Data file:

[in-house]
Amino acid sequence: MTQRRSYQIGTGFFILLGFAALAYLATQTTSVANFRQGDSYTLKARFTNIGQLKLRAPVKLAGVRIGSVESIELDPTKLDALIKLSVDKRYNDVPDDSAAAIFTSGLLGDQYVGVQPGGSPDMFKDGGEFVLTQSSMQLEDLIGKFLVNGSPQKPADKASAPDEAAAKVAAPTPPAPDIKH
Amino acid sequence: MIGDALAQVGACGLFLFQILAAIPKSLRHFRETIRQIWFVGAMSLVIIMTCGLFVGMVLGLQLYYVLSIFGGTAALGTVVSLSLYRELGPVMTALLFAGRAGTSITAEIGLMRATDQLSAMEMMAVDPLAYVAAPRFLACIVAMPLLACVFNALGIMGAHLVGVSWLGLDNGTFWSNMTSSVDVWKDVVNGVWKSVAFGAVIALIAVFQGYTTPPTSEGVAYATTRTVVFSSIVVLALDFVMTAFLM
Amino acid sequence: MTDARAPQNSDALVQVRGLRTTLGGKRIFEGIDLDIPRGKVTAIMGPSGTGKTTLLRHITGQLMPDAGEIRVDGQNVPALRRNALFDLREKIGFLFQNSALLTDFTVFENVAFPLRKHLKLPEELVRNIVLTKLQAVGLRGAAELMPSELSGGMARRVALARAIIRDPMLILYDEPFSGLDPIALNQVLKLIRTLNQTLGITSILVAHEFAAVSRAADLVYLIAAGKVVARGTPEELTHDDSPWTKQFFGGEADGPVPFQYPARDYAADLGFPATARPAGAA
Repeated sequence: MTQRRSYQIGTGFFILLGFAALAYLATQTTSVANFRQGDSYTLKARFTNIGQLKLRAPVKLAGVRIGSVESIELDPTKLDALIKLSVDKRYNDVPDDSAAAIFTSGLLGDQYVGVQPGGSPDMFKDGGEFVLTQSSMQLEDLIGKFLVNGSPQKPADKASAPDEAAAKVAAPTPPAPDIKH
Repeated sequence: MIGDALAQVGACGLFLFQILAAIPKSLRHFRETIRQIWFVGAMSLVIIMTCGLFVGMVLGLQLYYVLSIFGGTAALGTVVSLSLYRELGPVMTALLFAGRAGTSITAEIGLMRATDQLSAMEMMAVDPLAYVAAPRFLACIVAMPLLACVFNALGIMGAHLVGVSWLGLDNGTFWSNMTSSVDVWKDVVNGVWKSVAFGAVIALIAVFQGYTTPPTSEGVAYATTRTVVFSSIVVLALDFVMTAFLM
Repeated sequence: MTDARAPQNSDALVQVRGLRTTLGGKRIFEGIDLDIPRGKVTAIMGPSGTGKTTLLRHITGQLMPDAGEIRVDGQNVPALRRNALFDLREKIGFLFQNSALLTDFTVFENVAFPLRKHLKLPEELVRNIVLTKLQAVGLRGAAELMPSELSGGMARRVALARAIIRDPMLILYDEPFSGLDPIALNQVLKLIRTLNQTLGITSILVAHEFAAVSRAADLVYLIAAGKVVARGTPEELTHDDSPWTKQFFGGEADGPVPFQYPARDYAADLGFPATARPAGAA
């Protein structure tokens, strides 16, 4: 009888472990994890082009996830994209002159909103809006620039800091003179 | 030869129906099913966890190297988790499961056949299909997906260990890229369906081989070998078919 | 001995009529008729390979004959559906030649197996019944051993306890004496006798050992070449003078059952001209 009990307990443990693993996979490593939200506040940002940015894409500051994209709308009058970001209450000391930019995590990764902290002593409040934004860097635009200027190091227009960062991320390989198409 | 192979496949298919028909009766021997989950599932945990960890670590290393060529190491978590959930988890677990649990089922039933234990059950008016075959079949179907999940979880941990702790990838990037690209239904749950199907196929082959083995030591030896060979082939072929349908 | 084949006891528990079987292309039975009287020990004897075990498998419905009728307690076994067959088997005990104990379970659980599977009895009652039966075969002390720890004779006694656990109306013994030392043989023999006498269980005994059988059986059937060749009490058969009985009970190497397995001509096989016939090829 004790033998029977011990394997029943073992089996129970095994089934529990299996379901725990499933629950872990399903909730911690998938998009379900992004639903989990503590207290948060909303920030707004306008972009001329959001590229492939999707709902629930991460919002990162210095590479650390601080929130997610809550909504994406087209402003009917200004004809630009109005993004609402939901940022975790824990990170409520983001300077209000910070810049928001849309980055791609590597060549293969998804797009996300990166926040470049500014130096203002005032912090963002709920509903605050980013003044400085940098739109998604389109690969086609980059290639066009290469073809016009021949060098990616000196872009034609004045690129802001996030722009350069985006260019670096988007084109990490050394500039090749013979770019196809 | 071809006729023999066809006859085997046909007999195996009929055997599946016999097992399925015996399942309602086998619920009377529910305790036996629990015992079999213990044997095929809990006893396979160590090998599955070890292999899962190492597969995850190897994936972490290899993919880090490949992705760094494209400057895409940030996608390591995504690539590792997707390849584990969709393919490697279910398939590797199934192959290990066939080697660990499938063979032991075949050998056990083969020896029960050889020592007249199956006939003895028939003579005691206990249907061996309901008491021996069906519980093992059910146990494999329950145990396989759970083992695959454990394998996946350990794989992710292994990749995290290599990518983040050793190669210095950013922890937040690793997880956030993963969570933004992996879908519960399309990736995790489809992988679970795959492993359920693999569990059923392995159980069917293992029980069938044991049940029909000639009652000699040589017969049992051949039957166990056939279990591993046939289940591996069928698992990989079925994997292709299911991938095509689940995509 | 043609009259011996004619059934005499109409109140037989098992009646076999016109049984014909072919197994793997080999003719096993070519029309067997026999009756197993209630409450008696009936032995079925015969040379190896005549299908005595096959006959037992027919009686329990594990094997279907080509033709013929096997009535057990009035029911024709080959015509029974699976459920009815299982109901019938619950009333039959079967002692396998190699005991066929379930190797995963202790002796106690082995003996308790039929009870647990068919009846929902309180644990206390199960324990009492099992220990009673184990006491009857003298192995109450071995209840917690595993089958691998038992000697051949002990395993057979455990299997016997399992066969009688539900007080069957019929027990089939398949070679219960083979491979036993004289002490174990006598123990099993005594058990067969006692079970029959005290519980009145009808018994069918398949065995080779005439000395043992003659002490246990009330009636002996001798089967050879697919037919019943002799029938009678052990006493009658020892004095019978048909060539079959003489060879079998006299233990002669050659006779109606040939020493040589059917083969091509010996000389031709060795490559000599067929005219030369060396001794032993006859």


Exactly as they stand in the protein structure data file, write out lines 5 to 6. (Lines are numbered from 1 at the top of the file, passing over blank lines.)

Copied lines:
Repeated sequence: MTQRRSYQIGTGFFILLGFAALAYLATQTTSVANFRQGDSYTLKARFTNIGQLKLRAPVKLAGVRIGSVESIELDPTKLDALIKLSVDKRYNDVPDDSAAAIFTSGLLGDQYVGVQPGGSPDMFKDGGEFVLTQSSMQLEDLIGKFLVNGSPQKPADKASAPDEAAAKVAAPTPPAPDIKH
Repeated sequence: MIGDALAQVGACGLFLFQILAAIPKSLRHFRETIRQIWFVGAMSLVIIMTCGLFVGMVLGLQLYYVLSIFGGTAALGTVVSLSLYRELGPVMTALLFAGRAGTSITAEIGLMRATDQLSAMEMMAVDPLAYVAAPRFLACIVAMPLLACVFNALGIMGAHLVGVSWLGLDNGTFWSNMTSSVDVWKDVVNGVWKSVAFGAVIALIAVFQGYTTPPTSEGVAYATTRTVVFSSIVVLALDFVMTAFLM